Hahaha...chic..now you'll have men going crazy looking for the lady with a scar on her back. LOL..you're smart..very smart.

    Hahaha, are nairobi behinds and breasts about to get new competition?

    ReplyDelete
  7. Mmmm, It is sad when the fairer sex has to go through such ordeals all in the name of putting a meal on the table.

    I wonder why people have to blame beer for their mis-happenings.

    Great post Sue

    ReplyDelete
  8. I looked up your blog after watching that interview on Al Jazeera. I had to 'prove' for myself that indeed a lady who sounded eloquent as you could indeed be a practicing prostitute. I must say I had my doubts but reading your tales of the trade my doubts are seriously being questioned. Am fascinated. When am back in Nairobi the temptation to look for you will high. How I wish you would assist me not taking long to find you.

    ReplyDelete
  9. Wow, Al Jazeera. You go girl. Am rooting for you behind the scenes.

    ReplyDelete
  10. Dear Sue,

    Haiya! I just listened to your radio interview and I am still in shock. When I heard your voice my heart sank. You have shifted my personal paradigm of thinking surrounding sex workers. Your blog at first turn me on.. listening to your rough tales. But now I am left humbled and bit de-masculined(?).

    ReplyDelete
  11. I've read each and every one of your blog posts. The only reason I don't comment is because I'm usually left speechless. I don't know what to say. Today is no different. But since you say you plan to go on a sojourn I thought I should say something. I've also just listened to your interview and like most guys here, I'm surprised at how eloquent you sound.

    I have this stereotype of sex workers and to sum it up in just one word, maybe two, I cluster them in the lewd and unpleasant category. I guess what you have taught me is that if only you cut someone some slack, there is a certain depth to every one of us.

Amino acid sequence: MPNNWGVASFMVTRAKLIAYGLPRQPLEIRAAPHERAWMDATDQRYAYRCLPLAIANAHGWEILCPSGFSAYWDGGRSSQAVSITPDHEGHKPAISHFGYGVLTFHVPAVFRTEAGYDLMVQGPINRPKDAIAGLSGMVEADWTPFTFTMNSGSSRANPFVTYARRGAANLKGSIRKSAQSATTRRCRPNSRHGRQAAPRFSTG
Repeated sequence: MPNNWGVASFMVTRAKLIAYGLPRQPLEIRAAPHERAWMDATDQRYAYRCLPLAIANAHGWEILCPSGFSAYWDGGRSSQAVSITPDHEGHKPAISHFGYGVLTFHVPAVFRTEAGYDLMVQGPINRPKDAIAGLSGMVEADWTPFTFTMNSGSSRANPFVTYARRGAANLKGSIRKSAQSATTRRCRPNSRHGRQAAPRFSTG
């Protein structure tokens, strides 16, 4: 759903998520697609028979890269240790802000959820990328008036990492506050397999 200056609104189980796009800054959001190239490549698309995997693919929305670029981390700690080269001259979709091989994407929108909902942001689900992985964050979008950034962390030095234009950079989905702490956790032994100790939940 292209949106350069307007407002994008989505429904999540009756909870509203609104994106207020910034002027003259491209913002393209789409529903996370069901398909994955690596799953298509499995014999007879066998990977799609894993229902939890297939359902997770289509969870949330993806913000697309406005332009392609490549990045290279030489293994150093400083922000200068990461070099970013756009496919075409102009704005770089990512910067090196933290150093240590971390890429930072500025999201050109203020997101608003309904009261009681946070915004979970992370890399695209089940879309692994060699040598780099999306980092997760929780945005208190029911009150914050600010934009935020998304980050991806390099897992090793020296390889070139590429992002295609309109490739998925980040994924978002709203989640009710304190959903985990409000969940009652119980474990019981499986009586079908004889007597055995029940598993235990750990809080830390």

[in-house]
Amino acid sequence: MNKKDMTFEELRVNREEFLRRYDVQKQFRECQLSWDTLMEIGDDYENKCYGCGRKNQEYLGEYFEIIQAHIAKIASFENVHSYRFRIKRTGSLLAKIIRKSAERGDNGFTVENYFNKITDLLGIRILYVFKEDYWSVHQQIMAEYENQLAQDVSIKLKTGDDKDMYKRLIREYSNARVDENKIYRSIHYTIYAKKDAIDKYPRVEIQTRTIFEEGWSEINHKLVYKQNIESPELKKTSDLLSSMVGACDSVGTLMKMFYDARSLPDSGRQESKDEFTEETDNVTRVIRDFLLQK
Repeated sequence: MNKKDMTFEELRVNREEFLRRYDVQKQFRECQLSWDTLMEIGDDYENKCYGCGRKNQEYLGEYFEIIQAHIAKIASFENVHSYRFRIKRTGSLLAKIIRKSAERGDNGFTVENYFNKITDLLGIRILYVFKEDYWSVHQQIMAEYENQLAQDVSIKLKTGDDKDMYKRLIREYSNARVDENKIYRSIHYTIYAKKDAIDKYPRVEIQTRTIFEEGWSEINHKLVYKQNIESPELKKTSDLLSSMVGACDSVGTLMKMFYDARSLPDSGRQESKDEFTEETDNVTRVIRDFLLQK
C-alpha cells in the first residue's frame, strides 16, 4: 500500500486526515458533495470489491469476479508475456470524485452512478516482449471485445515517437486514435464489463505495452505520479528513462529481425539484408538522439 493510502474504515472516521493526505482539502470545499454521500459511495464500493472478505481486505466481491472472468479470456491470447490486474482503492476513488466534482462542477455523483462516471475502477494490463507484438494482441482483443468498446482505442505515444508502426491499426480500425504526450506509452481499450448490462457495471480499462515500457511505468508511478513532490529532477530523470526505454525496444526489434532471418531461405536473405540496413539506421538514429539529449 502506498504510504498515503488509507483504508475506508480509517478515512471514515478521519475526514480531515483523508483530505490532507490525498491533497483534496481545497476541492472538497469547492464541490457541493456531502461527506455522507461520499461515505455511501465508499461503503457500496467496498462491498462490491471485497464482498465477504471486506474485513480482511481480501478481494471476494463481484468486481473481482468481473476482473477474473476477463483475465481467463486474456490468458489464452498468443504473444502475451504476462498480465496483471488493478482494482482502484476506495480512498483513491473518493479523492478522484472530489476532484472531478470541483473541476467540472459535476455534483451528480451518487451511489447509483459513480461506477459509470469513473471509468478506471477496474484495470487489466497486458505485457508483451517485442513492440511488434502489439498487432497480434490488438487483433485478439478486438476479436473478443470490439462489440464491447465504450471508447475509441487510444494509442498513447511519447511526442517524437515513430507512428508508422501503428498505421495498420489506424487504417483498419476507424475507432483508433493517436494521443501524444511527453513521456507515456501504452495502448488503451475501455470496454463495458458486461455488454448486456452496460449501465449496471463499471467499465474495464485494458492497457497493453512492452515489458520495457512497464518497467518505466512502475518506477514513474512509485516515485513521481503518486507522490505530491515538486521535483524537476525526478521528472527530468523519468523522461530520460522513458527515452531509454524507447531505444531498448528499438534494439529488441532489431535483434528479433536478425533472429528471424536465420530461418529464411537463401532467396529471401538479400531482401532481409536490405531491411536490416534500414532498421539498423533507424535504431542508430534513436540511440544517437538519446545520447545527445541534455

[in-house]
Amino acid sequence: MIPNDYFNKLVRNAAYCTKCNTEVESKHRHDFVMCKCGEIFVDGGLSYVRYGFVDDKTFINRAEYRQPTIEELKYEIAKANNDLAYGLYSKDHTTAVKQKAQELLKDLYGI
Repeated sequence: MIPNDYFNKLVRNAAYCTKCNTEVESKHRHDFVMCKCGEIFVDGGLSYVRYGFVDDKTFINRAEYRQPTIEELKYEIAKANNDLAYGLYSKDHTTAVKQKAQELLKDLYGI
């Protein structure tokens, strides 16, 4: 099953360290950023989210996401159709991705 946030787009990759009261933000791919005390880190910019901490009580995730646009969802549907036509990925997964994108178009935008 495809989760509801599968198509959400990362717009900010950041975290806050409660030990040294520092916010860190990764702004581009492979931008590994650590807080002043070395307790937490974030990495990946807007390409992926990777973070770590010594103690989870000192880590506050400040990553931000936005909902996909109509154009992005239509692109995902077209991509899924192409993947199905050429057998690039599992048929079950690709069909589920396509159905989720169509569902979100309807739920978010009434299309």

It's always a treat to stop by and find a new post :-)

    ReplyDelete
  12. you should definitely look into CNN heroes.. u might just win...

    ReplyDelete
  13. mbesha02 AT yahoo DOT comMay 17, 2011 at 7:49 PM

    My pickings from AJStream.....

    u have huskier voice more than ur ave lady. That ussually indicates a smoker and in more often than not a dark lady of slightly more than average build. - kitu kama Angela Angwenyi - even the community may be AA's

    Ur english is typical Nairobi but I sense alot of "west of Uhuru HWay infuence", leaning towards an neighbourhood with Indian influence.

    Ngong roadish hivi hivi.

    That is my pick and any of ur Kstreet visitors look out for my decsription and report back

    ReplyDelete
  14. If u can please be posting at LEAST twice a week. Please.

    ReplyDelete
  15. I have just asked to be your friend on Facebook and will repeat here more or less what I said there. Your fluency, eloquence, irony, subtle observation and poetry seem to indicate some sort of group effort by a team of would-be writers who think they are on to a way of making money. However, your coherance, together with just the right amount of Kenyan errors in English, make me inclined to accept you for real.

    ReplyDelete
  16. I have just read the other comments and thought I might as well add that I also discovered your blog through your Al Jazeera "appearance", which fascinated me and left me regretting the impossibility of seeing you.

    ReplyDelete